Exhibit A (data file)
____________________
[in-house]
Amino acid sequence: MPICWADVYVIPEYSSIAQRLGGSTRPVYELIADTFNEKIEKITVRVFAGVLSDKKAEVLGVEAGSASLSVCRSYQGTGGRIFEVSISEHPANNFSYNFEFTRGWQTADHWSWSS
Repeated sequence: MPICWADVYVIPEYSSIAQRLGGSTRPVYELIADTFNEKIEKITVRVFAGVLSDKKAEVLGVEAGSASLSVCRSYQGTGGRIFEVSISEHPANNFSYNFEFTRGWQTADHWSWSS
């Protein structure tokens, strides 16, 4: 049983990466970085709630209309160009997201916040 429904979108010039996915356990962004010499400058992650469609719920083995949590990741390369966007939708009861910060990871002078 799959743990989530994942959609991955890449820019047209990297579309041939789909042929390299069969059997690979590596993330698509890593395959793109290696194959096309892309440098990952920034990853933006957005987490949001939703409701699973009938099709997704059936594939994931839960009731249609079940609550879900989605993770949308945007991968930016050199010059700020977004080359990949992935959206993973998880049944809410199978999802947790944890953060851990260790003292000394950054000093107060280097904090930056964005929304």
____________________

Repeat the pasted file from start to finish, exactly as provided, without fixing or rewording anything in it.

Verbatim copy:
[in-house]
Amino acid sequence: MPICWADVYVIPEYSSIAQRLGGSTRPVYELIADTFNEKIEKITVRVFAGVLSDKKAEVLGVEAGSASLSVCRSYQGTGGRIFEVSISEHPANNFSYNFEFTRGWQTADHWSWSS
Repeated sequence: MPICWADVYVIPEYSSIAQRLGGSTRPVYELIADTFNEKIEKITVRVFAGVLSDKKAEVLGVEAGSASLSVCRSYQGTGGRIFEVSISEHPANNFSYNFEFTRGWQTADHWSWSS
């Protein structure tokens, strides 16, 4: 049983990466970085709630209309160009997201916040 429904979108010039996915356990962004010499400058992650469609719920083995949590990741390369966007939708009861910060990871002078 799959743990989530994942959609991955890449820019047209990297579309041939789909042929390299069969059997690979590596993330698509890593395959793109290696194959096309892309440098990952920034990853933006957005987490949001939703409701699973009938099709997704059936594939994931839960009731249609079940609550879900989605993770949308945007991968930016050199010059700020977004080359990949992935959206993973998880049944809410199978999802947790944890953060851990260790003292000394950054000093107060280097904090930056964005929304």